Like most internal components, there are a wealth of snythetic benchmarks to test RAM performance. As real-life performance advantages will be slight when switching from 1800 MHz RAM to this 2133 MHz RAM, it’s definitely best to go by the numbers. I used a collection of six tests:
- SiSoftware Sandra Memory
- AIDA64 Memory Benchmark
- PerformanceTest 7.0
- LinX Linpack 0.6.4
- 7-Zip Benchmark
Here’s my test PC:
- CPU: Intel Core i7 2600k @ 4.3 GHz
- Motherboard: Asus P8Z68-V PRO
- RAM: 16 GB Geil Veloce 2133 MHz
- GPU: 2x AMD Radeon HD 6950 2 GB in Crossfire
- Storage: Corsair M4 128 GB SSD, Western Digital Caviar Black 1 TB
- Case: NZXT Phantom White
Let’s have a look at the results.
SiSoftware Memory Bandwidth
- Aggregate Memory Performance (in GB/s): 26.08
- Integer Memory Bandwidth (in GB/s): 26.1
- Float Memory Bandwidth (in GB/s): 26
Memory Bandwidth is as good as expected from something at 2133 MHz, with all scores near 26 GB/s. For comparison, we’d expect about 17 GB/s from 1333 MHz, 20 GB/s from 1600 MHz and 24 GB/s from 1866 MHz. As you can see, there are definitely diminishing returns here, but you will get significantly better performance from a 2133 MHz module.
SiSoftware Memory Latency
- In-Page Random Access Pattern (in ns): 20.3
- Full Random Access Pattern (in ns): 63.1
- Sequential Access Patern (in ns): 5.6
Memory latency isn’t as good as I expected here. Compared to Bit Tech’s results for 1333, 1600, 1866 and 2133 MHz memory we see that we have a significantly slower latency time with a full random access pattern score of 63.1 ns versus their 2133’s 58.3 ns (as this is time, slower is better). That’s about equal to their 1866 MHz memory. I’m not sure why this is occuring – I suspect that their test system is more bereft of applications than mine or that we may be running different versions of the benchmark. I’ll update this section if I solve the problem.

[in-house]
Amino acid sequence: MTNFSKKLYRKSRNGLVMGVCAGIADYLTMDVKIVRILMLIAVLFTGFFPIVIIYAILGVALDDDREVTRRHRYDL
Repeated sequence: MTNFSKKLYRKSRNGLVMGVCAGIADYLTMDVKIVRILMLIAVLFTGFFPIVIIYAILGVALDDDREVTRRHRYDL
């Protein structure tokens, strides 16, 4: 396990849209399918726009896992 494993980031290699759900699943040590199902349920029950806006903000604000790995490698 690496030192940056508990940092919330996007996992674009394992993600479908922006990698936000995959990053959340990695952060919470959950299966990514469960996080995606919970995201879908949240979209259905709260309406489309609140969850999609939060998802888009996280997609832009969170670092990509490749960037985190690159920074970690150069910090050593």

AIDA64 Memory Benchmark
- Read (in GB/s): 21.49
- Write (in GB/s): 19.94
- Copy (in GB/s): 23.27
- Latency (in ns): 42.1
In AIDA64 (formerly known as Everest), we can see similar levels of performance – although as the operations use much smaller datasets, the difference between 2133 MHz RAM and its competitors is less noticeable, particularly in the read benchmark – here RAM clocked at 1866 MHz gets around 19.7 GB/s, 1600 gets 17.9 GB/s, 1333 gets 15.6 GB/s.
It’s interesting to note that reading to RAM is slightly faster than writing to it, with copying being the fastest operation. Latency is excellent, at 42 ns – although it still pales to the 1 to 4 ns latency in the CPU’s three levels of cache!
- Score: 5204
PCMark07 is not quite as useful a benchmarking tool, as it doesn’t have specific results for RAM speed. A score of 5204 bests all of Anandtech’s earlier tests, which use a very similar configuration but Patriot Viper Extreme Division 2 RAM. Still, the score isn’t really telling.
- Composite average: 4077
- Allocate Small Block (in MB/s): 7136.5
- Read Cached (in MB/s): 3052.1
- Read Uncached (in MB/s): 2884.3
- Write (in MB/s): 2816.6
- Large RAM (in OPs): 12331.6
PerformanceTest is produced by PassMark, who operate a very useful website for checking up on CPU and GPU benchmark scores. Their RAM test is useful but is usually used to test overclocked components. Still, even on stock frequencies the test PC reported good results, about average for computers with the same CPU and GPU as well as 16 GB of RAM according to the program.
LinX Linpack 0.6.4
- Peak (in GFlops): 47.5399
Linpack is an excellent single-threaded number crunching benchmark. However, the differences between RAM numbers are fairly small here, and this score is primarily down to the CPU rather than the RAM.
- Total rating (in MIPS): 21480
- Compressing (in MIPS): 21172
- Decompressing (in MIPS): 21787
This popular zip utility also has a benchmarking mode, which is quite useful as an example of a real-world test. We see good ratings here, beating out Anandtech’s Patriot DDR3 2133 MHz memory which got scores of 20525 and 20771 in their tests.